Blue Jays’ costly mistakes derail Ray’s impressive debut against Marlins

Toronto Blue Jays left-hander Robbie Ray pitches during the third inning of a baseball game against the Miami Marlins, Tuesday, Sept. 1, 2020, in Miami. (Wilfredo Lee/AP)

TORONTO – As soon as the Toronto Blue Jays acquired Robbie Ray, it was clear they were acquiring a project, rather than someone performing at his best. When the Blue Jays completed their deadline deal for Ray Monday afternoon, he led the National League in earned runs, walks and wild pitches.

Clearly, his command had betrayed him for the first part of the 2020 season. A new short-arm delivery simply hadn’t worked for Ray, and his 7.84 ERA reflected as much. With that knowledge in mind, the Blue Jays could have attempted to revamp Ray’s mechanics, repertoire or mental approach before he debuted. But Ray arrived in Miami around midnight Monday, so there wasn’t much time to spare. Plus, the Blue Jays preferred a far simpler approach: let Ray pitch and adjust if needed.

“The main thing as a coach is you’ve got to let somebody pitch,” manager Charlie Montoyo said before the game. “And then you go from there.”

Ray’s debut could hardly have gone better, but despite some strong pitching the Blue Jays cost themselves in the field and on the bases before losing 3-2 to the Marlins after Starling Marte hit a game-winning homer off of Shun Yamaguchi in the eighth inning. Now 18-16, the Blue Jays remain in playoff position, but their first night with Ray and new shortstop Jonathan Villar ended in frustrating fashion.

Upon learning that he’d been traded Monday, Ray scrambled to get his belongings together and fly to Miami. He hadn’t done his laundry yet, but that didn’t stop him from joining his new team within hours.

“It’s been a whirlwind,” Ray said. “But I was excited. I was excited to be a part of this team. I think that was probably the one emotion I was really feeling was excitement.”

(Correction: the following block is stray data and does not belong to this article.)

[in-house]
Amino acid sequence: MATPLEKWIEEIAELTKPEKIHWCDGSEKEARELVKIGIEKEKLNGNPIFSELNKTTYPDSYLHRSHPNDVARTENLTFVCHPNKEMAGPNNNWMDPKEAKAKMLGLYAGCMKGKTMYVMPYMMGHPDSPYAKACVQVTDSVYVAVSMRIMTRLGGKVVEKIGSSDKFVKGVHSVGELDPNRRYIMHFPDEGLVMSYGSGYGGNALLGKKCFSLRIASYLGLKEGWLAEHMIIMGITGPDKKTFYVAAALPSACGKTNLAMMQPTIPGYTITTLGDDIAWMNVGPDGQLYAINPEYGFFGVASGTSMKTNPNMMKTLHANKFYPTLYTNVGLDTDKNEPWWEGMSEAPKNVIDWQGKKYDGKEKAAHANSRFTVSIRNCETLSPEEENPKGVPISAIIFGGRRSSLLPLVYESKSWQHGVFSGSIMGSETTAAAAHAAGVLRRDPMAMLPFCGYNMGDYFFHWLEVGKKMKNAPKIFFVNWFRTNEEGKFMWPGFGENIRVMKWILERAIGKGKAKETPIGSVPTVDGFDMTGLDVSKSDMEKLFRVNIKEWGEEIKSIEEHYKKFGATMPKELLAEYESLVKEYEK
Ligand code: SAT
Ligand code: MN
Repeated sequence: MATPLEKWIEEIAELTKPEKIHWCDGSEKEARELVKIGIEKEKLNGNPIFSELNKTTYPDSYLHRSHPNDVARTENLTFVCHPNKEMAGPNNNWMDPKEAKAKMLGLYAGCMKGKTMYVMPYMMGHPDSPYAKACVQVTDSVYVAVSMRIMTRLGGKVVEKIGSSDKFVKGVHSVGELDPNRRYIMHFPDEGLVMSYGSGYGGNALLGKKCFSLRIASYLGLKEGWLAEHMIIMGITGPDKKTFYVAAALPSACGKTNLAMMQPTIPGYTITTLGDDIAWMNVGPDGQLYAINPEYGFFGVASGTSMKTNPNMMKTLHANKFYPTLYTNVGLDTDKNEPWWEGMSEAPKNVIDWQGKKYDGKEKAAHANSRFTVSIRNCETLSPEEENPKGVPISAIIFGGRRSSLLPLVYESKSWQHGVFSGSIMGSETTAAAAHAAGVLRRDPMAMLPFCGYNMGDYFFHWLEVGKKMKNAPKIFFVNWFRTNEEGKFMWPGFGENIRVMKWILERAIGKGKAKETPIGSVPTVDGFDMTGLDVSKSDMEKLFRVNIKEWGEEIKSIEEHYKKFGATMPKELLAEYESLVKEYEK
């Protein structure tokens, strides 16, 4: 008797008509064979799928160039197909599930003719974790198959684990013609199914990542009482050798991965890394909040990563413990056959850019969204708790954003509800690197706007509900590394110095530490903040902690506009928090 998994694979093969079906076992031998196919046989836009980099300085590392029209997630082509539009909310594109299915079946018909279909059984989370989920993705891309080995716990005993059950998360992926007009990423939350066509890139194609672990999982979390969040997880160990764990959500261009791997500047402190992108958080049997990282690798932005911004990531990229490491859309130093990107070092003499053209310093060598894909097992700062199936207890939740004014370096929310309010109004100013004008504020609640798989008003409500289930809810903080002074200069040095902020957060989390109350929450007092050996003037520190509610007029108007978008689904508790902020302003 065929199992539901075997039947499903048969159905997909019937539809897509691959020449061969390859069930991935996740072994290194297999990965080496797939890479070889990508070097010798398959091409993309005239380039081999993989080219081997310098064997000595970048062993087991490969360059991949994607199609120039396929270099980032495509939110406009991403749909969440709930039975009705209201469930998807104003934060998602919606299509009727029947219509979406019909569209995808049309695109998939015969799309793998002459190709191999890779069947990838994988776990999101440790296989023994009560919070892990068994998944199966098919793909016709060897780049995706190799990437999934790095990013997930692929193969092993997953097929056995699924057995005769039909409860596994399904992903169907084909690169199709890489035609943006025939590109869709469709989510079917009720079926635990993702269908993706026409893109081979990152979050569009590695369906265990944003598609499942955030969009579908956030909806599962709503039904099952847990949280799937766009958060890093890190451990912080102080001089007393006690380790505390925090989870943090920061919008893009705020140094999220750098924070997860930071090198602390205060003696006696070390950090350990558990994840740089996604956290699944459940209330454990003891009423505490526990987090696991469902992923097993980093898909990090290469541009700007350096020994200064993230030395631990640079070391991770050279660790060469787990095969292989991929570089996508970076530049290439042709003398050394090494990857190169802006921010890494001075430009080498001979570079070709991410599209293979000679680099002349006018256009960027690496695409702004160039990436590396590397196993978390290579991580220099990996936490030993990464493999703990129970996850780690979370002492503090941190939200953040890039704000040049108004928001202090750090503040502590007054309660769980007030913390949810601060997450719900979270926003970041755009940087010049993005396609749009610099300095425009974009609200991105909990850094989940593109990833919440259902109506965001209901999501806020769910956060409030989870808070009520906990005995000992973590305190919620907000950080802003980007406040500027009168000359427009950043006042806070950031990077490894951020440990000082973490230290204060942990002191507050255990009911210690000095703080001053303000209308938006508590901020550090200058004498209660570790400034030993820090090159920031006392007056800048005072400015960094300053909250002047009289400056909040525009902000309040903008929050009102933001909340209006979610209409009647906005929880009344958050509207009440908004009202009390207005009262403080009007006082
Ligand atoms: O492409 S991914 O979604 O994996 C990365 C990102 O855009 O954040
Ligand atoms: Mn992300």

On the mound, Ray did his part, throwing 3.1 innings while allowing just one earned run. His velocity was there, with a fastball that topped out at 94.4 m.p.h., but perhaps most telling of all was his control. Thirty-six of the 48 pitches Ray threw were strikes, including the first 13 pitches he threw. He walked just one while striking out four. For a pitcher who walked 31 batters in 31 innings with Arizona, that’s a meaningful development.

“With the Diamondbacks, he was kind of wild, but he was really good,” Montoyo remarked. “He threw strikes.”

Afterwards, Ray explained that he’s starting to find a more comfortable throwing motion, one that’s more fluid and athletic than the one he experimented with early in the season with Arizona.

“Obviously it’s no secret I had trouble with that,” he said. “So that was an adjustment that I needed to make. I should have made it earlier, but I didn’t and hindsight’s 20-20, but I feel really comfortable with where my arm is at right now.”

Despite Ray’s efforts, the Blue Jays made some costly errors Tuesday. With two on and none out in the top of the sixth inning, Vladimir Guerrero Jr. strayed too far from second base and got picked off needlessly. That kind of high-risk, low-reward baserunning has cost the Blue Jays too often this year.

“That killed the rally,” Montoyo said. “That happens. That happens, believe me, all over baseball. People get picked off. But that was a tough inning when that happened.”

Then, in the bottom of the sixth, Villar booted a ground ball that allowed Marte to reach on a fielding error. On the very next pitch, Garrett Cooper doubled to score Marte and tie the game. To his credit, Villar drove in the first run of the game on a grounder, but he ended the day hitless in four at-bats.

Meanwhile, Bo Bichette continued making progress toward a return to action sometime this month. He took ground balls in Miami Tuesday, hit in the batting cage and ran sprints on the field. While there are no clear timelines for Bichette’s return, Montoyo stated that he’s “progressing pretty well.”

Still, Bichette will go to the Blue Jays’ alternate training site in Rochester before rejoining the active roster, so it’s not as though his return is imminent. Once he does return, it’s more likely the Blue Jays use Villar at second and Cavan Biggio at third than the other way around.

“He can play short, but also second, third and maybe the outfield,” Montoyo said of Villar.

The Blue Jays’ starter Tuesday was Julian Merryweather, who was acquired as the player to be named for Josh Donaldson two years ago this week. It took a while, but the more Merryweather pitches, the more he looks like an impact arm.

On Tuesday, he opened the game with two scoreless innings before giving way to Ray. He used all four pitches, including a fastball that overpowered Miami’s hitters. Merryweather topped out at 97.6 m.p.h. with the pitch, which generated four swinging strikes and four called strikes.

“He’s got good stuff and he commands it,” Montoyo said. “He’s been a pleasant surprise, let me tell you.”

If Merryweather keeps pitching like that, finding innings for him won’t be an issue, but after an impressive debut from Ray, the left-hander’s likely to take over a rotation spot at some point in the week ahead. So far, the fresh start has gone well for Ray. With less than a month remaining in the season, the Blue Jays are hoping that trend will continue.

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